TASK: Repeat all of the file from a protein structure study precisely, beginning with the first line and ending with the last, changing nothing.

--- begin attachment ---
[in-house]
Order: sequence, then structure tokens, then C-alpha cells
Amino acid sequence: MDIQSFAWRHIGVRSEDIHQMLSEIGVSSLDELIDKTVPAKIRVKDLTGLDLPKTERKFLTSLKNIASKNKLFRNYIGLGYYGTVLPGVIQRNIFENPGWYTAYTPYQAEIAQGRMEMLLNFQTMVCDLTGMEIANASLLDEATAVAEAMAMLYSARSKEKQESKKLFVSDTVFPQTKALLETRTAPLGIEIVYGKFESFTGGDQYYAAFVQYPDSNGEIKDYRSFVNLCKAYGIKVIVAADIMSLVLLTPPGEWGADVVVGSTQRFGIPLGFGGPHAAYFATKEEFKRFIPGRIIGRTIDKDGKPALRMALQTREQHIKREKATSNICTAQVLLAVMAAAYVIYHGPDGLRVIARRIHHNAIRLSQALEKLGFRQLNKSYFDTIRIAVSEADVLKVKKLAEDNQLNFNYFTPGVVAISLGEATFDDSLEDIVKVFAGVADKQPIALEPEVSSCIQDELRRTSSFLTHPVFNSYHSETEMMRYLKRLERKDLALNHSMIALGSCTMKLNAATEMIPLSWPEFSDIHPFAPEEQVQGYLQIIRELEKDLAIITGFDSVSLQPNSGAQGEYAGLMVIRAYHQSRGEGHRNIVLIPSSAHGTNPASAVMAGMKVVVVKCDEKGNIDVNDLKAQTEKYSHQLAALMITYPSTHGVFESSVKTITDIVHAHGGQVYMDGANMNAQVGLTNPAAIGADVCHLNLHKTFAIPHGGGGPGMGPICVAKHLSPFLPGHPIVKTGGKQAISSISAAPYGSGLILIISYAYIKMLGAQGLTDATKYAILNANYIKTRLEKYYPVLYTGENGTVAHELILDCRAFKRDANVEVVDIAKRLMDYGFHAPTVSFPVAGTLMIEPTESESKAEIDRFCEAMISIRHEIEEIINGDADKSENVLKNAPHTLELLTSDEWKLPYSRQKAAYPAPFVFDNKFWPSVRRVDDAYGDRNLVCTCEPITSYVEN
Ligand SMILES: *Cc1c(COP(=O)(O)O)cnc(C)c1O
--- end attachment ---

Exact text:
[in-house]
Order: sequence, then structure tokens, then C-alpha cells
Amino acid sequence: MDIQSFAWRHIGVRSEDIHQMLSEIGVSSLDELIDKTVPAKIRVKDLTGLDLPKTERKFLTSLKNIASKNKLFRNYIGLGYYGTVLPGVIQRNIFENPGWYTAYTPYQAEIAQGRMEMLLNFQTMVCDLTGMEIANASLLDEATAVAEAMAMLYSARSKEKQESKKLFVSDTVFPQTKALLETRTAPLGIEIVYGKFESFTGGDQYYAAFVQYPDSNGEIKDYRSFVNLCKAYGIKVIVAADIMSLVLLTPPGEWGADVVVGSTQRFGIPLGFGGPHAAYFATKEEFKRFIPGRIIGRTIDKDGKPALRMALQTREQHIKREKATSNICTAQVLLAVMAAAYVIYHGPDGLRVIARRIHHNAIRLSQALEKLGFRQLNKSYFDTIRIAVSEADVLKVKKLAEDNQLNFNYFTPGVVAISLGEATFDDSLEDIVKVFAGVADKQPIALEPEVSSCIQDELRRTSSFLTHPVFNSYHSETEMMRYLKRLERKDLALNHSMIALGSCTMKLNAATEMIPLSWPEFSDIHPFAPEEQVQGYLQIIRELEKDLAIITGFDSVSLQPNSGAQGEYAGLMVIRAYHQSRGEGHRNIVLIPSSAHGTNPASAVMAGMKVVVVKCDEKGNIDVNDLKAQTEKYSHQLAALMITYPSTHGVFESSVKTITDIVHAHGGQVYMDGANMNAQVGLTNPAAIGADVCHLNLHKTFAIPHGGGGPGMGPICVAKHLSPFLPGHPIVKTGGKQAISSISAAPYGSGLILIISYAYIKMLGAQGLTDATKYAILNANYIKTRLEKYYPVLYTGENGTVAHELILDCRAFKRDANVEVVDIAKRLMDYGFHAPTVSFPVAGTLMIEPTESESKAEIDRFCEAMISIRHEIEEIINGDADKSENVLKNAPHTLELLTSDEWKLPYSRQKAAYPAPFVFDNKFWPSVRRVDDAYGDRNLVCTCEPITSYVEN
Ligand SMILES: *Cc1c(COP(=O)(O)O)cnc(C)c1O